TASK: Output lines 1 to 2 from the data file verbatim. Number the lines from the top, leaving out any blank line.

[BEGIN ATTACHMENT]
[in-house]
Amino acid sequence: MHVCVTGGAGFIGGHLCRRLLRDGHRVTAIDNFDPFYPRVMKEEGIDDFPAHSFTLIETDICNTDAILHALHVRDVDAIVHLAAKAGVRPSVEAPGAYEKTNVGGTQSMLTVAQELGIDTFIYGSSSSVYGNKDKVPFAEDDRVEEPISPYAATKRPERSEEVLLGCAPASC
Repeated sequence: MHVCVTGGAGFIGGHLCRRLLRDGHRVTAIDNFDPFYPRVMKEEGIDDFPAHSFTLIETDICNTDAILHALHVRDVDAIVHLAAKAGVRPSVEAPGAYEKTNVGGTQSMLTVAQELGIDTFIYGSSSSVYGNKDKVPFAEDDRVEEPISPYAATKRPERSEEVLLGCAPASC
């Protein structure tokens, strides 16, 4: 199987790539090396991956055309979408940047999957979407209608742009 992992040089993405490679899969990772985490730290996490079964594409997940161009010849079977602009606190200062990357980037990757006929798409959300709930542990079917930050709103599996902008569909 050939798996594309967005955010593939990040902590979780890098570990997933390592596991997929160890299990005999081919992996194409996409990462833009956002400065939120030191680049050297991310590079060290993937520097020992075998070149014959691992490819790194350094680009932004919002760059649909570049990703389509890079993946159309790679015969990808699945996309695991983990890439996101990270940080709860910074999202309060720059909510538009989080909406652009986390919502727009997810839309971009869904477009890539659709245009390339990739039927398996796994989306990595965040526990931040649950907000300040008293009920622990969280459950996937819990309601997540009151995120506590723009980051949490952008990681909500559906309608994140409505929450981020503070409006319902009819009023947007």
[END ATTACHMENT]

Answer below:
[in-house]
Amino acid sequence: MHVCVTGGAGFIGGHLCRRLLRDGHRVTAIDNFDPFYPRVMKEEGIDDFPAHSFTLIETDICNTDAILHALHVRDVDAIVHLAAKAGVRPSVEAPGAYEKTNVGGTQSMLTVAQELGIDTFIYGSSSSVYGNKDKVPFAEDDRVEEPISPYAATKRPERSEEVLLGCAPASC